“Captain Phillips” is Politically Charged, Kinetic Entertainment


Ryan Michaels

Few filmmakers today have as singular an interest in contemporary political turmoil as Paul Greengrass, which makes his mainstream acceptance all the more remarkable. As the helmer behind the two most kinetic Bourne installments, Supremacy and Ultimatum, as well as the superb 9/11 docudrama United 93, Greengrass has proven tremendously influential in his intensely critical view of government and the shattering impact of large-scale dissent on the common American individual.

His new film, Captain Phillips, serves as perhaps his most successful synthesis of entertainment and political criticism. It uses the real-life incident of kidnapped cargo-ship captain Richard Phillips and translates it to the screen in a way that both preserves the sweaty, tense specifics of the incident while also ensuring the wider, deeper political theses are never lost on the audience.

Phillips’ 2009 imprisonment was well-documented in American media, but not to the extent that the filmmakers’ many creative liberties are terribly noticeable. While guiding a container ship to Mombasa, Phillips found his massive vessel seized by four Somali pirates. It is only when the pirates absconded in a lifeboat, with Phillips as hostage, that the American military took intense interest and began to slowly entrap the pirates.

Greengrass and screenwriter Billy Ray (The Hunger Games) cannily use Phillips’ ordeal as a springboard to explore and criticize American imperialist dominance. The film introduces Phillips and the pirates in identical contexts — skilled professionals undertaking the best possible job their surroundings have allowed them — and never allows us to forget their parallels. It is when the pirates are cartoonishly outmatched by our military force, however, that a genuine fury begins to emerge in Captain Phillips. As the four would-be villains continue their frenzied, desperate bargaining with our military, the ironic tragedy of their certain, jury-free execution grows ever clearer.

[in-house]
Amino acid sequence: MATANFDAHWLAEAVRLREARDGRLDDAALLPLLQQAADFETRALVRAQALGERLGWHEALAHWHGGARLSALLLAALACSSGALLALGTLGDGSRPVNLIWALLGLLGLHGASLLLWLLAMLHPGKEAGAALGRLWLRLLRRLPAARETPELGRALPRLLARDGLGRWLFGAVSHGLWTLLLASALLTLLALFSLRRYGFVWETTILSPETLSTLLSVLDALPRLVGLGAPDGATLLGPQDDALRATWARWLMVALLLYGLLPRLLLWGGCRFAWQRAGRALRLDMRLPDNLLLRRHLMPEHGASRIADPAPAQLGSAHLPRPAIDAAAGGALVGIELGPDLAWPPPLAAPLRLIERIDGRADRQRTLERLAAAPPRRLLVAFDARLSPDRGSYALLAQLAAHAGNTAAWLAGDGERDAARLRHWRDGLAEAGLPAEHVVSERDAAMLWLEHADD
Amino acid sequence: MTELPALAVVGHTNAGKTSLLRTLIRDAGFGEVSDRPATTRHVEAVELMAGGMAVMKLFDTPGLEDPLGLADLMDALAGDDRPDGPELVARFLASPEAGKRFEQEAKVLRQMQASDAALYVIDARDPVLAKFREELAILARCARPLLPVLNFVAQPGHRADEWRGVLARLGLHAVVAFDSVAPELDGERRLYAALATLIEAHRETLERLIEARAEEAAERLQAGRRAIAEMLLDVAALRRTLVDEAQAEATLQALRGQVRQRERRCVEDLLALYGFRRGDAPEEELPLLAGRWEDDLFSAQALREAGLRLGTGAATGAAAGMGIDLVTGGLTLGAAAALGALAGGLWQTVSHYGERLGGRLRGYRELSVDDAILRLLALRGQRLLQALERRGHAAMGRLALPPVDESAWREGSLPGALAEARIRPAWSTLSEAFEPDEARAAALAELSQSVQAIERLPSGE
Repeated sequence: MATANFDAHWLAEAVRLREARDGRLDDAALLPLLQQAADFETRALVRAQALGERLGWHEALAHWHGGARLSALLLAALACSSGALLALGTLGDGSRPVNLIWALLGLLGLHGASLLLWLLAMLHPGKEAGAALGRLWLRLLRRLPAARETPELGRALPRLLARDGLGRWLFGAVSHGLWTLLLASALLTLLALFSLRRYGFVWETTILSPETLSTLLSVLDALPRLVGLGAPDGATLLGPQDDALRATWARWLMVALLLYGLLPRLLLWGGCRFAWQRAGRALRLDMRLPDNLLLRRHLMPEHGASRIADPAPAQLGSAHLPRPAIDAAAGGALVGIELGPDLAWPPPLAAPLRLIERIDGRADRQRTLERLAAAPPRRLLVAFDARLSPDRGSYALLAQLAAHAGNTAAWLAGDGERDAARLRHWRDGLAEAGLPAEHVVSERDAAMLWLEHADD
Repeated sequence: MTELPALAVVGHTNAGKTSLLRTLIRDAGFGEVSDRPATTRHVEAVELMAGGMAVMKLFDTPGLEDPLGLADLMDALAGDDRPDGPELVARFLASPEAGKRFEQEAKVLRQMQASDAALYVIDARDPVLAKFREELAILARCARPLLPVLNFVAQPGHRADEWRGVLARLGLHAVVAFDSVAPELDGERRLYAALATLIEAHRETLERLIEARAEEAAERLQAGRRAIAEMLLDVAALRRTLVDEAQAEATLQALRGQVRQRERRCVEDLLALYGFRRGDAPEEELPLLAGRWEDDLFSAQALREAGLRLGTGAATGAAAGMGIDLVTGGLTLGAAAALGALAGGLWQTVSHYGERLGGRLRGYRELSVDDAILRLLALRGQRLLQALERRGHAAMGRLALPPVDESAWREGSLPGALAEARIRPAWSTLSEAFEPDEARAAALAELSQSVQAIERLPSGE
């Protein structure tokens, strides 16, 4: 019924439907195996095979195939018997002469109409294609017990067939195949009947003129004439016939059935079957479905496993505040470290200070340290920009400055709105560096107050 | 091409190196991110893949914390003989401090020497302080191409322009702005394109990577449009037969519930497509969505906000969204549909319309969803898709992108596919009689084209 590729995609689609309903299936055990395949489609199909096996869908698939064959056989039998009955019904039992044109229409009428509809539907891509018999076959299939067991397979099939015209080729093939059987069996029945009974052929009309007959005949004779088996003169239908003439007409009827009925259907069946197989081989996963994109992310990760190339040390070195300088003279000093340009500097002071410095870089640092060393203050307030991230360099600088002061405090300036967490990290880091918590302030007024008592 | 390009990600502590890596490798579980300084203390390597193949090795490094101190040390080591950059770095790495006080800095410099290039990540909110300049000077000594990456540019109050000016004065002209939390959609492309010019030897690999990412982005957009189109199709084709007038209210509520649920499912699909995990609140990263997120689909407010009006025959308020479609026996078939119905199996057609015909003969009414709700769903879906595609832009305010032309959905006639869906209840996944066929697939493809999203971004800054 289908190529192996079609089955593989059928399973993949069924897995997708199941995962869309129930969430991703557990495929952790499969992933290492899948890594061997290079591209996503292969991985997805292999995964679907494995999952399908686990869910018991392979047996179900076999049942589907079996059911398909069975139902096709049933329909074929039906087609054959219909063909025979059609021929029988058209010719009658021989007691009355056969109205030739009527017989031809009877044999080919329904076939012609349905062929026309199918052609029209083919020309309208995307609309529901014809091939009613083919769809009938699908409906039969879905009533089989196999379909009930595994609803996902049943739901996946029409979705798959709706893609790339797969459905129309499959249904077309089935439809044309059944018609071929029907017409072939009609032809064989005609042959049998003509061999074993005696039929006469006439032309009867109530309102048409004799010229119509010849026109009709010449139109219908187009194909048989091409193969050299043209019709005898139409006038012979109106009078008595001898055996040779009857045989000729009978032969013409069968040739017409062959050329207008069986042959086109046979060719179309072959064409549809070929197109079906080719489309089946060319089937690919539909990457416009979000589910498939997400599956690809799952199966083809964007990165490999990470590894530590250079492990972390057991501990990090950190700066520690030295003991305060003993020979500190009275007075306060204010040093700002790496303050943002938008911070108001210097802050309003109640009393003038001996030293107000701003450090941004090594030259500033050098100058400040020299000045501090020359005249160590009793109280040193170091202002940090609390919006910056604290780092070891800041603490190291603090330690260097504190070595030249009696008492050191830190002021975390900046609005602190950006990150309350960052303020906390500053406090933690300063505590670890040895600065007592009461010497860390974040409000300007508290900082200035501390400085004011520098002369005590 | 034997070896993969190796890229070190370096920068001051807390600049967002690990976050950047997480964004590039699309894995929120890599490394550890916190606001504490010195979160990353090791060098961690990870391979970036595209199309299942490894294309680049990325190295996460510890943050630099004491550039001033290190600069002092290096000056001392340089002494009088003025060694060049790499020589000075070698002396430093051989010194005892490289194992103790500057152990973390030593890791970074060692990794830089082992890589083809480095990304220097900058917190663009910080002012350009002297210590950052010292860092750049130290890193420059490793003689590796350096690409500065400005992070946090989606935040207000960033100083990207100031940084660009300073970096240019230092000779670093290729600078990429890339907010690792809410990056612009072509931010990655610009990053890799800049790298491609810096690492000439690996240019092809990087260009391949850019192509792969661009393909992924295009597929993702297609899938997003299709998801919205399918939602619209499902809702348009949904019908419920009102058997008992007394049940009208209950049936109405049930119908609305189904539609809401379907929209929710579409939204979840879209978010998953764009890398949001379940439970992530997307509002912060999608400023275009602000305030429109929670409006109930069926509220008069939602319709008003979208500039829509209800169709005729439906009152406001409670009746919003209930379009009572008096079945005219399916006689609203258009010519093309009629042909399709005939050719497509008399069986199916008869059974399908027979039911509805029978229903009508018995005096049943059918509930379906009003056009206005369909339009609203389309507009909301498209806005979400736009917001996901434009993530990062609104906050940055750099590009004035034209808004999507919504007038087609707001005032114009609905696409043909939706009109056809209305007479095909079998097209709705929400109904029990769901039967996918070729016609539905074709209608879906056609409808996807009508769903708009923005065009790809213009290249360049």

And how is this complex outrage shown on a human scale? One of the most famous faces in American entertainment, Tom Hanks himself.

Hanks, playing Phillips, is in absolute peak form. The unthinkably difficult development of his character, from steadfast captain into weeping, desperate prisoner makes for his most complex, emotionally bare turn in years. The four unknowns playing the pirates deserve the highest form of recognition as well, as they must both exude brute physical force and a growing sense of, if not exactly conscience, then recognition of their fate. Barkhad Abdi as their leader is exemplary.

It’s important to note that, in addition to the heft and emotional weight Phillips carries, it never betrays its identity as military-based blockbuster entertainment. This may be its downfall, in a way. There are not so much action sequences in Phillips as much as the film itself is one prolonged, escalating set-piece, and the direction is as surefooted, exciting and capable as we’ve come to expect from Mr. Greengrass. However, as the film’s third act approaches and the focus switches from Phillips and his captors to the military forces that seek to collide with them, the film gets too bogged down in its own self-contained, hyper-accurate military jargon. It creates a sense of authenticity, true, but at the expense of becoming a bit monotonous.

It’s no spoiler to say that at the end of the film, the captain is liberated from his captors and his captors robbed of their lives. Yet Captain Phillips wastes no time in patting its audience on the back or reassuring them that this ending is a happy one; one emerges from the film all-too-aware that while Phillips may be free, the socio-economic inequalities that forced his captors into their duties will remain totally unchanged. The song remains the same. And blood is on Phillips’ hands.